TISBURY is now the first station down the line. A single platform was retained here in 1967, but with no signalling as the SB had been closed earlier on 5-Feb-1967, although the BR(SR) Type 16 building remains. In later years an increase in traffic on the line brought about the installation of a new passing-loop at Tisbury, in order to break up the long section from Wilton to Gillingham. Because there was no longer any room at the station (the former down side having been incorporated into an adjacent industrial area) the new loop was constructed some distance to the east - it was brought into use on 24-Mar-1986 (at a cost of GBP 435,000) and is controlled by Salisbury panel. The signalling at Tisbury Loop is slightly different from the other loops on the line, in that both loop roads are signalled for bi-directional running, but only the 'down' loop has starting signals. If two trains are to pass at Tisbury Loop then the first one to arrive is admitted to the 'down' loop and held there whilst the other passes through on the 'up' loop.

Although both the Wilton and Tisbury Loop areas are controlled now by the same panel at Salisbury the single-line section between them is worked still by tokenless block (presumably to save the cost of track-circuiting through the section). The result is the curious situation whereby the Salisbury signalman has to offer to himself, and give himself acceptance, for a train passing through that section using switches only a few inches apart on the same panel! Click here to see the relevant part of the panel (120KB). Tokenless block working is in force also for the section from Tisbury Loop to Gillingham. In addition a 'closing switch' for the Tisbury Loop is provided at the Salisbury panel, enabling the signalman there to work a single section from Wilton to Gillingham as required.

GILLINGHAM is the next passing loop down the line and both platforms are in use here, controlled from a BR(SR) Type 16 box with a 30-lever WBS 'A3' frame. The revised layout consisted originally of the passing-loop, with bi-directional signalling on the Up Loop, and a siding for the Engineers Department trailing into the Down Loop. The connection to this siding was disconnected from the SB and worked by hand-levers on the ground, being normally clipped and padlocked. Switching-out facilities were provided.

In 1969 a siding was added on the Up side to serve a new fertilizer depot, with a connection into the Up loop facing to Down trains. The Engineers siding was lengthened in 1976 and the existing trailing connection replaced by a facing connection at the western end of the Down Loop, the points and associated shunt signals being operated from a new 4-lever GF released from the box. In later years the points at the Salisbury end of the loop were converted to clamp-lock operation and more recently a SPAD indicator has been added for the Up Starting signal. This signal also has an emergency replacement switch on the panel at Salisbury, for use in the event of a problem at any of the intervening un-manned level-crossings during the time that Gillingham SB is switched 'out'.

Gillingham SB
Gillingham SB Jan 2000

Gillingham SB interior
Gillingham SB interior Jan 2000

TEMPLECOMBE marks the beginning of a section of double-track, which commences about 100 yards to the west of the signal-box. The Up line is signalled for bi-directional running right through to Yeovil Junction and is controlled by the usual tokenless block. The Down line, although used in one direction only, is controlled by tokenless block also, except that the relevant instrument at Templecombe is 'non-pegging' so the signalman can only 'offer' a train to Yeovil Junction on that line and not 'accept' one from there.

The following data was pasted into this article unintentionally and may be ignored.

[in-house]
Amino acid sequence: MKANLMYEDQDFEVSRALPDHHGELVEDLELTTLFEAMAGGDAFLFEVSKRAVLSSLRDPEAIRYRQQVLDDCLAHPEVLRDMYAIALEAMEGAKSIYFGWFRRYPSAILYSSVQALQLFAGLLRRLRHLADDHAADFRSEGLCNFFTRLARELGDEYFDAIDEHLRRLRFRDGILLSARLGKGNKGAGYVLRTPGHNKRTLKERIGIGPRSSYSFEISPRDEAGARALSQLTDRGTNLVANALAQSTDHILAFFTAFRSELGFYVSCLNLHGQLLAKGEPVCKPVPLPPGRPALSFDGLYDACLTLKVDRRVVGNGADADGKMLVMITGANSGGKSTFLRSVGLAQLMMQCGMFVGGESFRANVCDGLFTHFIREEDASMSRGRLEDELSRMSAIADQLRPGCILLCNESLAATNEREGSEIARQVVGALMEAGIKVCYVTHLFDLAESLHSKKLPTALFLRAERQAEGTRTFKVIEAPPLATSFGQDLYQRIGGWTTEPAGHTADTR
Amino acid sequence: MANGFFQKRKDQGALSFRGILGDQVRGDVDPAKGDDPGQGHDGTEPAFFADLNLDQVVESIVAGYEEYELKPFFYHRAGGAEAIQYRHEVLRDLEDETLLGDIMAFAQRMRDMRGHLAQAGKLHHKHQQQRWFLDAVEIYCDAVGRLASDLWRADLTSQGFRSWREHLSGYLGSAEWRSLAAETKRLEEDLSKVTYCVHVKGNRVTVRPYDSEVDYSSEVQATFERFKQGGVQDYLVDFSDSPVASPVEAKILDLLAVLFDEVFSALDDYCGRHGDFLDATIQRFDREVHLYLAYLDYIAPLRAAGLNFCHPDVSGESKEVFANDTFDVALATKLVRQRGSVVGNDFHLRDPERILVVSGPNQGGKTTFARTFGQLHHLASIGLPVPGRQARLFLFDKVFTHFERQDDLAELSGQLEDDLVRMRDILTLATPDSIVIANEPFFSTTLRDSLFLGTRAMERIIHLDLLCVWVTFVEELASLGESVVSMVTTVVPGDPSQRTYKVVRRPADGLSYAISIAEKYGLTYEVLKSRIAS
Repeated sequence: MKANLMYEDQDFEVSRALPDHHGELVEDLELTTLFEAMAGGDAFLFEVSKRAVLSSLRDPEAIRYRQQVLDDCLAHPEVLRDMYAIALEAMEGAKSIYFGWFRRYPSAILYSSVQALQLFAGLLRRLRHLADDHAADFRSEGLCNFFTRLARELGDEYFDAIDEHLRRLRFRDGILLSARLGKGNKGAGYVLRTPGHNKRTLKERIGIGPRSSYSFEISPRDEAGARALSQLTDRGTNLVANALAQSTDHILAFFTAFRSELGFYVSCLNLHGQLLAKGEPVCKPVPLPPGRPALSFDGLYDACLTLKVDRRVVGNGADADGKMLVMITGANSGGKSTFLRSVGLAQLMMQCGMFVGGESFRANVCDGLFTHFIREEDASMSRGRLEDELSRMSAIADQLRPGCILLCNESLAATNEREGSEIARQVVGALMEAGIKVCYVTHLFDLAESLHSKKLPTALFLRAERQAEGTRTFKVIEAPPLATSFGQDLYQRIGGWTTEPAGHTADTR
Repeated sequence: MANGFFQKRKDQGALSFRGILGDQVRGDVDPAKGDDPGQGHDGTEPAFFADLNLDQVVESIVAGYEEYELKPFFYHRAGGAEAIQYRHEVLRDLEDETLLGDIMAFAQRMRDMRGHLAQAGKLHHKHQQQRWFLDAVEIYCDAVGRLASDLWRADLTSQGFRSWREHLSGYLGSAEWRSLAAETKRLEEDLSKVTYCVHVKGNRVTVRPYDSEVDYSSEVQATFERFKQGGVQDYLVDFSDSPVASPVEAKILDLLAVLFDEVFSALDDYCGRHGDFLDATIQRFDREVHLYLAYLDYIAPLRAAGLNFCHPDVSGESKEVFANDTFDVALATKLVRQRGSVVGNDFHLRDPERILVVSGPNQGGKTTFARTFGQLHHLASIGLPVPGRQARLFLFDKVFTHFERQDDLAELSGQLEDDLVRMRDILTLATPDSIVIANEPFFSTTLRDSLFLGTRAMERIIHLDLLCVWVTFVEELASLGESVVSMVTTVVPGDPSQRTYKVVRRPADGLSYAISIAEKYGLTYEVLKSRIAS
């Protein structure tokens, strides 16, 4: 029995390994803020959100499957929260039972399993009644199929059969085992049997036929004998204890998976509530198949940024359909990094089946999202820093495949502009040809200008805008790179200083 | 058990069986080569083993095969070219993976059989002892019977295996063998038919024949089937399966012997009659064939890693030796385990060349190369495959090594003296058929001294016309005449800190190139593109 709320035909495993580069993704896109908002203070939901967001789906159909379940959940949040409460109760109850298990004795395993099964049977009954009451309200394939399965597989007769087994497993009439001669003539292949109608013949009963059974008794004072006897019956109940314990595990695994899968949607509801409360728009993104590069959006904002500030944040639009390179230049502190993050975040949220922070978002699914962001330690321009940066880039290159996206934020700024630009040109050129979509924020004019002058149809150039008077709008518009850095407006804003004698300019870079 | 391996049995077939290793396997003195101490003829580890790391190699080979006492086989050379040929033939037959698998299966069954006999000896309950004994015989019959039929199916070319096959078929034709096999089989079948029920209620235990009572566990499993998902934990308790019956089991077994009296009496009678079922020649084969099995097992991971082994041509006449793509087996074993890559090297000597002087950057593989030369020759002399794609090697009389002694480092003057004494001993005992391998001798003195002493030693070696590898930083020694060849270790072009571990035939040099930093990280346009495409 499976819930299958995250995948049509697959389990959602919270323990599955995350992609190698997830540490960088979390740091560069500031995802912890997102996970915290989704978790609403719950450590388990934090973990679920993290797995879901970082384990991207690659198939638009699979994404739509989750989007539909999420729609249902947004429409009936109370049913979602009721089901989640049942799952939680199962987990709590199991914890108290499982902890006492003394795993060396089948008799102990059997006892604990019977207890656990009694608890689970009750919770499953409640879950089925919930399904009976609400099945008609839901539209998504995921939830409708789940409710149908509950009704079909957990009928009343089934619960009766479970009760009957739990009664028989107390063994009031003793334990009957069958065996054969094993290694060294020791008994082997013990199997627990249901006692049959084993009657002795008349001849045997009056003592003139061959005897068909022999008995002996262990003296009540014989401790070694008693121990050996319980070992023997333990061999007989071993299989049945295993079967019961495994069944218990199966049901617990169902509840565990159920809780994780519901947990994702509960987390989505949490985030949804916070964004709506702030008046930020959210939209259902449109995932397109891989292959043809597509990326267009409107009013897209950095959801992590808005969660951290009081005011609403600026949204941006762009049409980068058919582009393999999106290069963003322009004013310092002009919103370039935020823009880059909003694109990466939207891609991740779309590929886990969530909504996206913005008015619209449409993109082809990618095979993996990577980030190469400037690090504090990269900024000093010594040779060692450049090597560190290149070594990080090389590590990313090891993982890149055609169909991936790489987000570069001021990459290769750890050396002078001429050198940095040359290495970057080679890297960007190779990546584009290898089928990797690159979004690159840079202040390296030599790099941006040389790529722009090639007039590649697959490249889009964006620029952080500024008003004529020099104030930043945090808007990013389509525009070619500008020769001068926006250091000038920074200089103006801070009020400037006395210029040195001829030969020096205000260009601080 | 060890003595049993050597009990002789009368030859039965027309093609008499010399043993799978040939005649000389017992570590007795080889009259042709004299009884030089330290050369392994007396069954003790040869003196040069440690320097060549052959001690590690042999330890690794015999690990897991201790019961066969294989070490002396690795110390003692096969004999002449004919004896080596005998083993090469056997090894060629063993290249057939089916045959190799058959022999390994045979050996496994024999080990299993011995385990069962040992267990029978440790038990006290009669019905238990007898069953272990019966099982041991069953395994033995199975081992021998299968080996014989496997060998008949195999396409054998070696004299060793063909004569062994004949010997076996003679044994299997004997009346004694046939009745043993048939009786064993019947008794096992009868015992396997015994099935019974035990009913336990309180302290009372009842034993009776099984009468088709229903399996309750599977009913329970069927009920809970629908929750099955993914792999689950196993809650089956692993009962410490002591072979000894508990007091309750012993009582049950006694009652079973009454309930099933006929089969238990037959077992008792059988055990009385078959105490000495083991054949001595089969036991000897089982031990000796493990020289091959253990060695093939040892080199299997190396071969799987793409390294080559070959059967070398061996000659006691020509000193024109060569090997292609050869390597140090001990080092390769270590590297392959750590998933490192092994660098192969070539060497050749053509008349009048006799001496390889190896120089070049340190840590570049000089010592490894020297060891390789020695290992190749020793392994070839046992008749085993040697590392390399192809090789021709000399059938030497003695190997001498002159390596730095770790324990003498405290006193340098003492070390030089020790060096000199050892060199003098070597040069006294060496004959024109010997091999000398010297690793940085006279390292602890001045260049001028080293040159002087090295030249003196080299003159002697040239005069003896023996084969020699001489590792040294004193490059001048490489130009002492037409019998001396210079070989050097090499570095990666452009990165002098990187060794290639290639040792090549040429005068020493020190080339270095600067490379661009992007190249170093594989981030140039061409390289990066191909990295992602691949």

A short siding was retained on the Down side for Engineers use and this trails into the Down line adjacent to the former goods-shed. In order for a train to shunt the siding it has to be put 'on the block' to Yeovil Junction for the Down line - if the train then is left in the siding or else shunted back to the single-line towards Gillingham, then the signalman at Yeovil Junction has the facility to clear the block instrument for the Down line by 'winding out' on a time release.

The signalling arrangements were unaffected by the re-opening of the station in 1983 except that the Down Home signal, previously situated opposite the platform about half-way along, was moved further down the line to the Yeovil side of the foot crossing which at that time gave passengers access to the platform.

Templecombe SB exterior
Templecombe SB exterior in Sep 2004

Templecombe SB interior
Templecombe SB interior

The signal-box itself was unique on the line, being a 'glasshouse' SR Type 13 (the most westerly example of this type) opened in 1938 as part of a station re-building scheme - it contained a 60-lever WBS 'A2' frame fitted at the back of the box. The original lever-frame was retained in 1967, but it was reduced in length to 16 levers (including 4 spares) at the Yeovil end. At some later date all the points were converted to clamp-lock operation.

SHERBORNE station has both platforms in use and is the only intermediate station on the line to have double-track in both directions. The SB here was a BR(SR) Type 16 opened in 1960 with a 30-lever WBS 'A3' frame and a wheel to work the gates of the level-crossing at the east end of the platforms. Under the original singling proposals this was the limit of the double-track, the line onwards to Chard Junction being singled on 7-May-1967 - a connection was put in between the two lines at the west end of the platforms and the former Up line used as the single-line to Yeovil Junction. A siding was retained for Engineers use in the former Up yard with a connection into the reversible Up line facing to Down trains - this connection was disconnected from the SB and the points were hand-operated, being normally spiked, clipped and padlocked.